However, siloed structures are also a natural result of business evolution, and do have some advantages. Specialization and differentiation allow people and departments to do things really well and gain efficiencies over time. Developing efficiencies comes from repetition, ingrained habit, and consistent processes. But inevitably, changes in the marketplace mean that processes within the organization must change. Business conditions also continually change, and typically so fast that neither people nor technical infrastructure are able to keep up. Therein lies the rub. Organizations must balance the efficiencies that can be gained by specialization with the need to integrate across functions, while still maintaining the flexibility to adapt to a changing market.
I recently spent some time speaking with the CIO of a large manufacturer about transformation of processes and supporting technology, and asked how his organization dealt with this. He responded that organizations need to manage change proactively and on a continuous basis. However, many people perceive continuous change to be both more difficult and less interesting than buying and deploying new technology.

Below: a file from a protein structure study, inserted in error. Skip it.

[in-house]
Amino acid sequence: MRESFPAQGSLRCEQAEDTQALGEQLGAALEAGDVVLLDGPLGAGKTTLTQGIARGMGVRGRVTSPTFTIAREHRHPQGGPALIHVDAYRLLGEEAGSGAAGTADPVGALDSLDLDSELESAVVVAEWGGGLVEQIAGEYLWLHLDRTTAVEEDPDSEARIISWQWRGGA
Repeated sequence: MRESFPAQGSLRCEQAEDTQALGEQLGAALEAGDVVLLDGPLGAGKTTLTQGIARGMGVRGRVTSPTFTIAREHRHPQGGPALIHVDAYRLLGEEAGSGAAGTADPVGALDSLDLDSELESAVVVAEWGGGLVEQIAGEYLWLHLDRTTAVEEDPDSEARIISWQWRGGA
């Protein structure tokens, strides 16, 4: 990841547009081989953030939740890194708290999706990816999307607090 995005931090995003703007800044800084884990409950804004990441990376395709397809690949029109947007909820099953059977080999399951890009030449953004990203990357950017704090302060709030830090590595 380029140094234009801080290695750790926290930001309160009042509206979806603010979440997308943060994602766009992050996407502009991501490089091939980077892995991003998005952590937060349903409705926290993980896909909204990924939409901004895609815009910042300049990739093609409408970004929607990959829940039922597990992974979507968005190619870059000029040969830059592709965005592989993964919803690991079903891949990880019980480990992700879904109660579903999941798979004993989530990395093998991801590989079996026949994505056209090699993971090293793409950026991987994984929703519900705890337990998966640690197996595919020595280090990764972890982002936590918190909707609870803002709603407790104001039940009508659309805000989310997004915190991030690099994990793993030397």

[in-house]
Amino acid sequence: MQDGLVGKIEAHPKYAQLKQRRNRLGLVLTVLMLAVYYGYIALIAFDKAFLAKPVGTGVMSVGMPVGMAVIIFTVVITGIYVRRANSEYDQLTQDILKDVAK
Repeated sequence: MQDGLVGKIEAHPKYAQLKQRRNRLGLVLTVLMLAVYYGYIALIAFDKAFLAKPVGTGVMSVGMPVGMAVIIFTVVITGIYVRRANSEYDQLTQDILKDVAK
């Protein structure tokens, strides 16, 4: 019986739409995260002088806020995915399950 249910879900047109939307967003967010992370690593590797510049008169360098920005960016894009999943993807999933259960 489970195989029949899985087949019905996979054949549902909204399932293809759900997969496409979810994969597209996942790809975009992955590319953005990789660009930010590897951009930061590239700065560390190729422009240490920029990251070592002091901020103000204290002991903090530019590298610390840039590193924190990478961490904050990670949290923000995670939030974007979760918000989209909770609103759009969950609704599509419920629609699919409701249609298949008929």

“Change management is not the sexy part of the job, “he said, “but you still need to do it. You need to show people that the organization is progressing and succeeding. When people feel that they are making progress and their efforts are turning into something, the momentum keeps them focused. Show how the pieces are working together, and communicate like crazy. As a leader, you have to be an evangelist. Make sure the senior team and stakeholders communicate so that people feel your passion and drive, and they will feed off of it. In two or three years, they will understand how important this change really is.“